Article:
So You Have Written a Book and You Want a Publicist, Now What? (Part 5)

"All publicity is good, except an obituary notice." -Brendan Behan
As a book club we are often contacted by authors for advice about the book business. In the hopes of providing useful, helpful, practical and accurate information as a reference guide, we’ve decided to offer a series of Open Mic pieces where we go straight to the “horse’s mouth,” so to speak. For this fifth guide, we’ve reached out to a few publicists for their tips and advice to those looking to obtain the services of a publicist. Collectively, this group has over 30 years of experience, and a wealth of knowledge.

Each was simply asked one question – What advice or tips would you give to someone looking for a publicist?

School is in session…

Sharmina Ellis: First and foremost, I would add that if a person is seeking a publicist that he/she recognize the difference between publicity and marketing. I suggest that one researches based on their business plan and if they do not have a business plan or a concrete set of goals then they should absolutely reconsider utilizing a publicist. If a person has done the research and created an outline of goals and or objectives then they should think about whether or not they themselves can do what they are enlisting someone else to do. Most established authors are still a one-man or woman show when it comes to public relations. What I mean by that is, if there is a personal assistant available then they are utilizing that person in a similar capacity. I also want to add that the return investment is not always evident in the beginning as there are no guarantees in PR. Marketing, on the other hand, has a distinct ROI as one will pay for graphic or an email blast to be sent. When the job is done...the job is done. Whether or not people are receptive becomes less of a concern; whereas in PR the job is to ensure a spread in a magazine, newspaper, an interview etc. The bottom line is publicists do not become relevant until a person has moved beyond maximizing their exposure on their own first.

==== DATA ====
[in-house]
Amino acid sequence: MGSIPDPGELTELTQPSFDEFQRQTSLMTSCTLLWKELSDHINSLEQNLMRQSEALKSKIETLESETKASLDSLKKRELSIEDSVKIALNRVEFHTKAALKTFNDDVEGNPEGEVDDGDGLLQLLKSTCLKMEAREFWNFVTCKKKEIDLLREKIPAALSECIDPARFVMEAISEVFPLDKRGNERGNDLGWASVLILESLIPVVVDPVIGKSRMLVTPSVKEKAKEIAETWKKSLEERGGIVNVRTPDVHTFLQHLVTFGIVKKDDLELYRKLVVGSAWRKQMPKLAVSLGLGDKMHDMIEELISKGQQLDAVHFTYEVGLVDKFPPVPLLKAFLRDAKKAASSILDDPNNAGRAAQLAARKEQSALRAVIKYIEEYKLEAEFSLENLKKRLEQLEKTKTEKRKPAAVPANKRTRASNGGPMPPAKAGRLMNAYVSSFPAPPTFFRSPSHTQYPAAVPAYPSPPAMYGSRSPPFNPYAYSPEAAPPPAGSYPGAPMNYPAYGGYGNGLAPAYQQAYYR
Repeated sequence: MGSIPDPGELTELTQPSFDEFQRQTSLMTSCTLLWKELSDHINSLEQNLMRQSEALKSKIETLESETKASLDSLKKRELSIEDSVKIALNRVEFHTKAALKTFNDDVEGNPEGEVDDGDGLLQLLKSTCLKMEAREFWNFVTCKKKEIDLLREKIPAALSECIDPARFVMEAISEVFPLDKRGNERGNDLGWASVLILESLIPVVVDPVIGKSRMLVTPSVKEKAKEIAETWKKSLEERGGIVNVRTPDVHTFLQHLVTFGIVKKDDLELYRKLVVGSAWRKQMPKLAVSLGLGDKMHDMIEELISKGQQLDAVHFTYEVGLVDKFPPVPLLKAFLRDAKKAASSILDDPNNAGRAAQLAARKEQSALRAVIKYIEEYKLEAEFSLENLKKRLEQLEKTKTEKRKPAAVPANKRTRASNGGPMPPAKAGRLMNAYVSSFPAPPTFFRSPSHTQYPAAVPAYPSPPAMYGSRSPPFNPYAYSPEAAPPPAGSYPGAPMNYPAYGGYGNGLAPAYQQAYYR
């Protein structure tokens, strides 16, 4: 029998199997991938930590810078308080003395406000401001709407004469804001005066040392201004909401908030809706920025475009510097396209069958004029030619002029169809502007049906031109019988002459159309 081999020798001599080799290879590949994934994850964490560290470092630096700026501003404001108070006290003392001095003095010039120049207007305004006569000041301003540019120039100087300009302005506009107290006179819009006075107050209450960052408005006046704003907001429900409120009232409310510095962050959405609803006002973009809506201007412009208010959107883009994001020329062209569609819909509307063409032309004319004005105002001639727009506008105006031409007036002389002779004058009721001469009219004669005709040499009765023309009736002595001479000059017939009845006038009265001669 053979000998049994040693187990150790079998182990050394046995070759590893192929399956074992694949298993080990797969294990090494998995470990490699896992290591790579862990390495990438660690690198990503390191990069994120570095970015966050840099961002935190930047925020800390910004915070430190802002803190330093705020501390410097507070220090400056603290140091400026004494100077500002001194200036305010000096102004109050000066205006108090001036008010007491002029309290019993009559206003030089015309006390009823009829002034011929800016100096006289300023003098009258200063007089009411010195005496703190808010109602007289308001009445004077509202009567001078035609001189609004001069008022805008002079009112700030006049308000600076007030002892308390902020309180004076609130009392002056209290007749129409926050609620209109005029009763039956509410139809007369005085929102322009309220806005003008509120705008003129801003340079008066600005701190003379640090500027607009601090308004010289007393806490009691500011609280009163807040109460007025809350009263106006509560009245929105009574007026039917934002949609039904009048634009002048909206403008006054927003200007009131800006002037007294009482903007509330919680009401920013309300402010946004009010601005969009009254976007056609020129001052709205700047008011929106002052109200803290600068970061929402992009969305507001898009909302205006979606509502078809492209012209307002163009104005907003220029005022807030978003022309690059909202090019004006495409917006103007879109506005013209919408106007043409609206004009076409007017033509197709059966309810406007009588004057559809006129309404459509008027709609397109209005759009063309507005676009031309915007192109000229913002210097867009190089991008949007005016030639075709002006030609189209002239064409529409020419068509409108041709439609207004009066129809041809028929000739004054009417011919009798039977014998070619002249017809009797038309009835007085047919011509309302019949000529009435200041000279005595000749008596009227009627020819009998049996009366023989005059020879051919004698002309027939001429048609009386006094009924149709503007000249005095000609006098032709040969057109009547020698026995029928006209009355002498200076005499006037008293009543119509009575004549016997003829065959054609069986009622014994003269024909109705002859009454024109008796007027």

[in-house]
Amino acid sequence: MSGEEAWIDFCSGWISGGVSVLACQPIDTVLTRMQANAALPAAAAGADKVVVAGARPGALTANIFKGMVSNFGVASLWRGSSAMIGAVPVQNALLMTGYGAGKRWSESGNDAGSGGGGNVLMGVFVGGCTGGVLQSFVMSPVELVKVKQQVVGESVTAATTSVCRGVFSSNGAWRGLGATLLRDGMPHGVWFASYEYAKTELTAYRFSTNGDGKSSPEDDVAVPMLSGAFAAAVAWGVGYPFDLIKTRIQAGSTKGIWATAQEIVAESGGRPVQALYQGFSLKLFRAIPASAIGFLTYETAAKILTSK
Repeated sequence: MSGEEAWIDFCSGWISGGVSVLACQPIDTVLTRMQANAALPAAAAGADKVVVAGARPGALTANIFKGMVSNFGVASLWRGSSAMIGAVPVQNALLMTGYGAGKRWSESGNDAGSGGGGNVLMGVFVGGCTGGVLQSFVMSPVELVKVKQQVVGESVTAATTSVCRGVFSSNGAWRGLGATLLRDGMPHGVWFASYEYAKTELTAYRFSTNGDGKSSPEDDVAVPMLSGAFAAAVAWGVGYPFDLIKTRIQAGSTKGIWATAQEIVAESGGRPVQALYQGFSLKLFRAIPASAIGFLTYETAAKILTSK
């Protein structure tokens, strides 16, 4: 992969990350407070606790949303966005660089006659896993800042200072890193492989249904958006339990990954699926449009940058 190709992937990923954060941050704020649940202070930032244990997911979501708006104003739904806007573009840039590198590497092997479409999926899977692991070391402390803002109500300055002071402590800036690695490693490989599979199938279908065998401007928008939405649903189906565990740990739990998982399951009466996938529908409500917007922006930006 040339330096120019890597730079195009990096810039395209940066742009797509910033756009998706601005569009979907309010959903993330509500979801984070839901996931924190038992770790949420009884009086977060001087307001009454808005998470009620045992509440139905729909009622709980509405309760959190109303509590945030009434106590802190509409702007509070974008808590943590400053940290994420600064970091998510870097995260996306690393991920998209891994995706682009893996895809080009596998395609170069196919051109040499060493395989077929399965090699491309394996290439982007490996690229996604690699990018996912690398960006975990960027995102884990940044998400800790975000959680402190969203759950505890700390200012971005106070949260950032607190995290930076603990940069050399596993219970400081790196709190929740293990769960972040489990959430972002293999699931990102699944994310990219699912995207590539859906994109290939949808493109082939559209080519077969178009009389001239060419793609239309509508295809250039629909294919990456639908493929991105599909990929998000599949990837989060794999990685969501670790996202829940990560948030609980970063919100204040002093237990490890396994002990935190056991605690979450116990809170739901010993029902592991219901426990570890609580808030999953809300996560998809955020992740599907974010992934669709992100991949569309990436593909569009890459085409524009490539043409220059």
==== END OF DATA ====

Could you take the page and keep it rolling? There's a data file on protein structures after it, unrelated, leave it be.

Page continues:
Sharmina T. Ellis, Founder of S. T. Ellis& Co., has been in Marketing and Promotions for over 15 years. Having held positions as an Account Executive and Recruiter, Ms. Ellis has always hit the ground running. Her multifaceted, diverse, goal-oriented and proactive nature is what has made her company a success thus far.  

Dawn Michelle Hardy: First and foremost anyone who hires a publicist must understand that there are NO guarantees to media placement. Media coverage is current and up to the second. Short story, I had a client interviewed and his event photographed for a two-page photo spread in the Daily News. His story was bumped because the Pope came to visit New York City. Breaking news of the Pope’s visit was bigger than our event; therefore our story ran without photos, a month later.

When hiring a publicist you must have a realistic understanding of what they will be doing for you. I share with my clients what angles I will be pitching, we brainstorm on ideas and I allow them to fact check everything that goes out. Dream Relations works to make sure that every client is placed in some form of media. I believe a publicist is a teammate. Even if you want to consider me the quarterback I need someone to throw the ball too, so the author and I must work together to make things happen.

I cannot guarantee a time line for when the articles and interviews will run. When I work with independent authors I pitch online outlets first because the turnaround time is quicker.

In my experience an appropriate time for an author to consider hiring a publicist would be any of the following: author has a hot topic that is unique and special to mainstream readers, has garnered a lucrative publishing deal, option for television or movie, made the New York Times, LA Times or USA Today bestsellers list, or has won a book award. A publicist could leverage the accomplishment and bring it to the attention of readers, publishing industry executives, entertainment tastemakers and the media.